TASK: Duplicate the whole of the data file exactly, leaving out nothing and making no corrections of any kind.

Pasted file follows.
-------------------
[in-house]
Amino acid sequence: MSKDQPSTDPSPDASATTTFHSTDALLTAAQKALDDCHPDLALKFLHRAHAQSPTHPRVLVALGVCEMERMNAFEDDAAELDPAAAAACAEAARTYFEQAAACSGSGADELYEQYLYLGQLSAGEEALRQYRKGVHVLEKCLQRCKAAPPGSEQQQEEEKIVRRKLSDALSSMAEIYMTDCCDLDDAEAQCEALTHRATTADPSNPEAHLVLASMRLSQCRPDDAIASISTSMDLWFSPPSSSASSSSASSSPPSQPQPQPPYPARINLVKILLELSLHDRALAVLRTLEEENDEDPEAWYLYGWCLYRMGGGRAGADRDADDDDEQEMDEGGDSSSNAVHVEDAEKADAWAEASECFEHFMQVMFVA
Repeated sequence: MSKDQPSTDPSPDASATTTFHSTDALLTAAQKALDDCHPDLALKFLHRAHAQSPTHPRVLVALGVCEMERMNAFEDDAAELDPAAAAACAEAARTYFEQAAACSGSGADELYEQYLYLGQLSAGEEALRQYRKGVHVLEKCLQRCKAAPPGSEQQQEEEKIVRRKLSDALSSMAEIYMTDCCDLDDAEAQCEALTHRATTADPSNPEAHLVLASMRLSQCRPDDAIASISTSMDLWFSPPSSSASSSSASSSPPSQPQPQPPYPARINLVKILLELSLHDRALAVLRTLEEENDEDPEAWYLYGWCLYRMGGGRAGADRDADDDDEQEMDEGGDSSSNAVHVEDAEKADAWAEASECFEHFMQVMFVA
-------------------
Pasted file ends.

[in-house]
Amino acid sequence: MSKDQPSTDPSPDASATTTFHSTDALLTAAQKALDDCHPDLALKFLHRAHAQSPTHPRVLVALGVCEMERMNAFEDDAAELDPAAAAACAEAARTYFEQAAACSGSGADELYEQYLYLGQLSAGEEALRQYRKGVHVLEKCLQRCKAAPPGSEQQQEEEKIVRRKLSDALSSMAEIYMTDCCDLDDAEAQCEALTHRATTADPSNPEAHLVLASMRLSQCRPDDAIASISTSMDLWFSPPSSSASSSSASSSPPSQPQPQPPYPARINLVKILLELSLHDRALAVLRTLEEENDEDPEAWYLYGWCLYRMGGGRAGADRDADDDDEQEMDEGGDSSSNAVHVEDAEKADAWAEASECFEHFMQVMFVA
Repeated sequence: MSKDQPSTDPSPDASATTTFHSTDALLTAAQKALDDCHPDLALKFLHRAHAQSPTHPRVLVALGVCEMERMNAFEDDAAELDPAAAAACAEAARTYFEQAAACSGSGADELYEQYLYLGQLSAGEEALRQYRKGVHVLEKCLQRCKAAPPGSEQQQEEEKIVRRKLSDALSSMAEIYMTDCCDLDDAEAQCEALTHRATTADPSNPEAHLVLASMRLSQCRPDDAIASISTSMDLWFSPPSSSASSSSASSSPPSQPQPQPPYPARINLVKILLELSLHDRALAVLRTLEEENDEDPEAWYLYGWCLYRMGGGRAGADRDADDDDEQEMDEGGDSSSNAVHVEDAEKADAWAEASECFEHFMQVMFVA